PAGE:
Projection 30 extends from edge 17 at inlet 21. Projection 30 may be additionally or alternately referred to as an outward notch, a protrusion, an overhang, a cantilever, a tab, or other similar term that describes an element extending out from the sensor. Projection 30 inhibits blocking or sealing of inlet 21 by the skin of the sensor user. The small protrusion of projection 30 out from edge 17 inhibits the user's skin from blocking the inlet and maintains a passage between the skin and inlet 21 for fluid sample to flow to the sample chamber. Additionally, projection 30 may function as a visual and/or tactile indicator to the user as to the location of inlet 21.
For layered sensors, such as sensor strips 10, 110, 210, projection 30 can be present on both substrates (e.g., substrates 12, 14) or only one substrate. The shape and size of projection 30 is selected so that the user's skin cannot readily conform around projection 30, thus blocking access to inlet 21 between the substrates.
Projection 30 has a width W, measured in the same direction as a width X of inlet 21. In this embodiment, inlet 21 has the same width X as its sample chamber. In some embodiments, projection 30 may extend over the entire width X of inlet 21; i.e., width W is the same or more than width X. In other embodiments however, the maximum width W of projection 30 is less than width X of inlet 21, and in this embodiment, less than the width of the sample chamber. It is understood that in some embodiments, the width of the sample chamber may be greater or smaller than width X of inlet 21. The maximum width W of projection 30, in some embodiment, is no more than 80% of width X of inlet 21, often no more than 75%. In some embodiments, the maximum width W is no more than 70% of width X. In other embodiments, the maximum width W is no more than 60% of width X. In still other embodiments, the maximum width W is no more than 50% of the width X of inlet 21. In other embodiments, the average width W of projection 30 is no more than 50% of width X. For example, the average width W is no more than 45% of width X, and in some embodiments no more than 40% of width X. In some embodiments, maximum width W is no more than about 1.5 mm, e.g., no more than about 1 mm, e.g., no more than about 0.5 mm.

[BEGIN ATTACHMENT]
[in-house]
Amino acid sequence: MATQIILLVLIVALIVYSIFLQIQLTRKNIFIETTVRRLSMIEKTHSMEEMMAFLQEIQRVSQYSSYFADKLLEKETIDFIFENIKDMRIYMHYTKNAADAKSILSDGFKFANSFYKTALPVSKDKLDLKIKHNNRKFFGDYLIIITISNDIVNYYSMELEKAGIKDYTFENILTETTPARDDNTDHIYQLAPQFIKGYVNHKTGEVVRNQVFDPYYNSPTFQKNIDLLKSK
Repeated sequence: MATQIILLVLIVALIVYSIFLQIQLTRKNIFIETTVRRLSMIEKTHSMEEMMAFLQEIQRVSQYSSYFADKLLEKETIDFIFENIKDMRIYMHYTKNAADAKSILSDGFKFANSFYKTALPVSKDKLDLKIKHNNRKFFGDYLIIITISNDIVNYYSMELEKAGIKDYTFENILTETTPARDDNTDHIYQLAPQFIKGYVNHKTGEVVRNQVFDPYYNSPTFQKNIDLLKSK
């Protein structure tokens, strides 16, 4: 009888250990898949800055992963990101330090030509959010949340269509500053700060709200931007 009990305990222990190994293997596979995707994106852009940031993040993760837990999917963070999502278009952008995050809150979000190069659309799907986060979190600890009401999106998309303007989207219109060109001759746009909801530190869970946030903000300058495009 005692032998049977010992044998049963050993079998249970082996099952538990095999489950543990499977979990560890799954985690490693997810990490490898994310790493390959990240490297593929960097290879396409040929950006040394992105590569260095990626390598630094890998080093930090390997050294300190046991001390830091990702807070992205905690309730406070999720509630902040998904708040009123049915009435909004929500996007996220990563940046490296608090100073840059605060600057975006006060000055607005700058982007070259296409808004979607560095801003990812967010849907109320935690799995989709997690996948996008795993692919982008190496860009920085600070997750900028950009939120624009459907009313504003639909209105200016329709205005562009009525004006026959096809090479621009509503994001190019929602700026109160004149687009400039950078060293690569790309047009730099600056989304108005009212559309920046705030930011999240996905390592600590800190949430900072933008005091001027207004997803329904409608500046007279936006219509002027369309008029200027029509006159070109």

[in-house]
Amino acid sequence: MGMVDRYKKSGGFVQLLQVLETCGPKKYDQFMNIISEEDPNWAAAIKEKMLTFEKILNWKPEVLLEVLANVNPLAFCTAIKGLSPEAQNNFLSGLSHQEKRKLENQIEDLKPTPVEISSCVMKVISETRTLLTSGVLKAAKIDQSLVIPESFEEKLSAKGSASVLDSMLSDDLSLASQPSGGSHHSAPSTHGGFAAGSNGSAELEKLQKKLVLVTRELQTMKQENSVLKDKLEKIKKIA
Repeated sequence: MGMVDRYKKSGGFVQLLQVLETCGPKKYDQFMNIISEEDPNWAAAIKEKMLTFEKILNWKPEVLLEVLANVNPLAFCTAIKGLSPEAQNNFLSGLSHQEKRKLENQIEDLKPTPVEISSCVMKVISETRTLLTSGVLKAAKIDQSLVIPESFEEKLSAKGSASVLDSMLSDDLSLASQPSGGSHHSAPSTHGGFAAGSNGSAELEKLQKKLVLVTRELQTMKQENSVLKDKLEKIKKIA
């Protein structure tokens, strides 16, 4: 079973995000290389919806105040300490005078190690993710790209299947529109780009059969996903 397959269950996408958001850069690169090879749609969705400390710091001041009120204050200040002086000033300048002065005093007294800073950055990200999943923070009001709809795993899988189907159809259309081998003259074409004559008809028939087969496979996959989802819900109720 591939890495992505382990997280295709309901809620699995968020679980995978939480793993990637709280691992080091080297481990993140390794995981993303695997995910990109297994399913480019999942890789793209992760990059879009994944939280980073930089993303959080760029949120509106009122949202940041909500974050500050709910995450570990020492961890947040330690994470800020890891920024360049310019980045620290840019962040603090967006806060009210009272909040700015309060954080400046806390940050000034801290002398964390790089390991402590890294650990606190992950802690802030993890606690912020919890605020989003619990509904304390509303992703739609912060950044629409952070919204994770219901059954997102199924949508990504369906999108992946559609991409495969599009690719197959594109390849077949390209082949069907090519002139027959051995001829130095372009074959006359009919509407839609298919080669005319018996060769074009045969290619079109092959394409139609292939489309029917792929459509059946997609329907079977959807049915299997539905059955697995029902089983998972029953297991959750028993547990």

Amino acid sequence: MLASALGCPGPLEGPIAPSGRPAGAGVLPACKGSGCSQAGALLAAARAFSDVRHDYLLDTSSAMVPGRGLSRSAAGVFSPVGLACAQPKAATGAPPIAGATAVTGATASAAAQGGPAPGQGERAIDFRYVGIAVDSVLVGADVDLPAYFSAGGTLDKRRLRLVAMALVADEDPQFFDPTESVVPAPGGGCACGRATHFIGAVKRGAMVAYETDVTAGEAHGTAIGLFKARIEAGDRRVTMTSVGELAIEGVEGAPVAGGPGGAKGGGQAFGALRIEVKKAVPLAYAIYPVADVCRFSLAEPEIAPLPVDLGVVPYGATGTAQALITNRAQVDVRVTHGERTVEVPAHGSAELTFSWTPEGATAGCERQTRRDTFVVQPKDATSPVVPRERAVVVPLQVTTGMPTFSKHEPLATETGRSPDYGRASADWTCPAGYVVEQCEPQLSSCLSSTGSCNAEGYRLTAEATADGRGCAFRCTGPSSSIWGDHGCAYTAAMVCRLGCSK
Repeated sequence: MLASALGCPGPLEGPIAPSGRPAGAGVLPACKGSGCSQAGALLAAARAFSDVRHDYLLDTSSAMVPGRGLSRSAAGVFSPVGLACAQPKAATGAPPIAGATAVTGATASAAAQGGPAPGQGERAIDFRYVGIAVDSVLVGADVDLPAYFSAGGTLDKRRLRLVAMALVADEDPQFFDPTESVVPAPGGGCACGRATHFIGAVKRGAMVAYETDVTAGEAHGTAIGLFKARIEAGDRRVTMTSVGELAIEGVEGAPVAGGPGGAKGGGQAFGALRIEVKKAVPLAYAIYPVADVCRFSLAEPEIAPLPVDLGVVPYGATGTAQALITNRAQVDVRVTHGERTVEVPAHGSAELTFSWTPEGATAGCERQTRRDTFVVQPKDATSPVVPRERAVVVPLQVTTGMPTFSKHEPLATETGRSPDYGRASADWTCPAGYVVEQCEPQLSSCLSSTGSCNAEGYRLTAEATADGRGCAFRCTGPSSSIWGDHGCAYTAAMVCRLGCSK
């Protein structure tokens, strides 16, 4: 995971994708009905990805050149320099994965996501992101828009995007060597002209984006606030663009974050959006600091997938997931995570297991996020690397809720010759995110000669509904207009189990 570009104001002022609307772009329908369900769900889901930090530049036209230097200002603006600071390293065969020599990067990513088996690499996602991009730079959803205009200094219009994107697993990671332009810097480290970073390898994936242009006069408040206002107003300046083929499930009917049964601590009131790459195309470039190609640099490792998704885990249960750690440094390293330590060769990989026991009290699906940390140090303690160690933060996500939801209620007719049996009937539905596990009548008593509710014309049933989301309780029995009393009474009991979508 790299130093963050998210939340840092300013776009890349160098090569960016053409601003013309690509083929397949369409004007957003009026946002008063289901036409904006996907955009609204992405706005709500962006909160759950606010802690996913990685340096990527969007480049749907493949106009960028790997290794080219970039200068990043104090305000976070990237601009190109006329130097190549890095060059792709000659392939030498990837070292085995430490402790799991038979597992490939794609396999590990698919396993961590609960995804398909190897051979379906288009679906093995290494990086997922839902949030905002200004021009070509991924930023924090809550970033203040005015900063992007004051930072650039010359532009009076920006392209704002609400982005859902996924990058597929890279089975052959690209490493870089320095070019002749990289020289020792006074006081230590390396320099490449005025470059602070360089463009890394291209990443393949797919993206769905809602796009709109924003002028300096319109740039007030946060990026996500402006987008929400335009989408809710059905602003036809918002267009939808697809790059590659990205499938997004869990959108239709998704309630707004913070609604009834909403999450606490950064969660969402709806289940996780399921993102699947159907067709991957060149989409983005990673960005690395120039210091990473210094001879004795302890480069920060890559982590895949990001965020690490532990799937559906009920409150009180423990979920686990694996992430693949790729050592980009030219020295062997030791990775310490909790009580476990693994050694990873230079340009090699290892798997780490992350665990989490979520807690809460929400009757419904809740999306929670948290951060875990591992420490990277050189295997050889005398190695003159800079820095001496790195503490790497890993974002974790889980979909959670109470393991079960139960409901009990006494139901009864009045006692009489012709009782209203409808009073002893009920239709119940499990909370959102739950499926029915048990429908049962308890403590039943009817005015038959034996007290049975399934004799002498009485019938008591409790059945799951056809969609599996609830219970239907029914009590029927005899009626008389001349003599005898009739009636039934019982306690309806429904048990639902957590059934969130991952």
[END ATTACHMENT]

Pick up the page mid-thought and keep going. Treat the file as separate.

Projection 30 also has a height, the distance from side edge 17 that projection 30 extends. Height H of projection 30 is at least 0.1 mm, often at least 0.2 mm, e.g., at least 0.3 mm. Typically, the larger the height H, the better the passage created due to projection 30.
The ratio of width W to height H, in some embodiments, is about 2:1 to about 1:2. In other embodiments, the ratio of width W to height H is about 1.5:1 to about 1:1.5.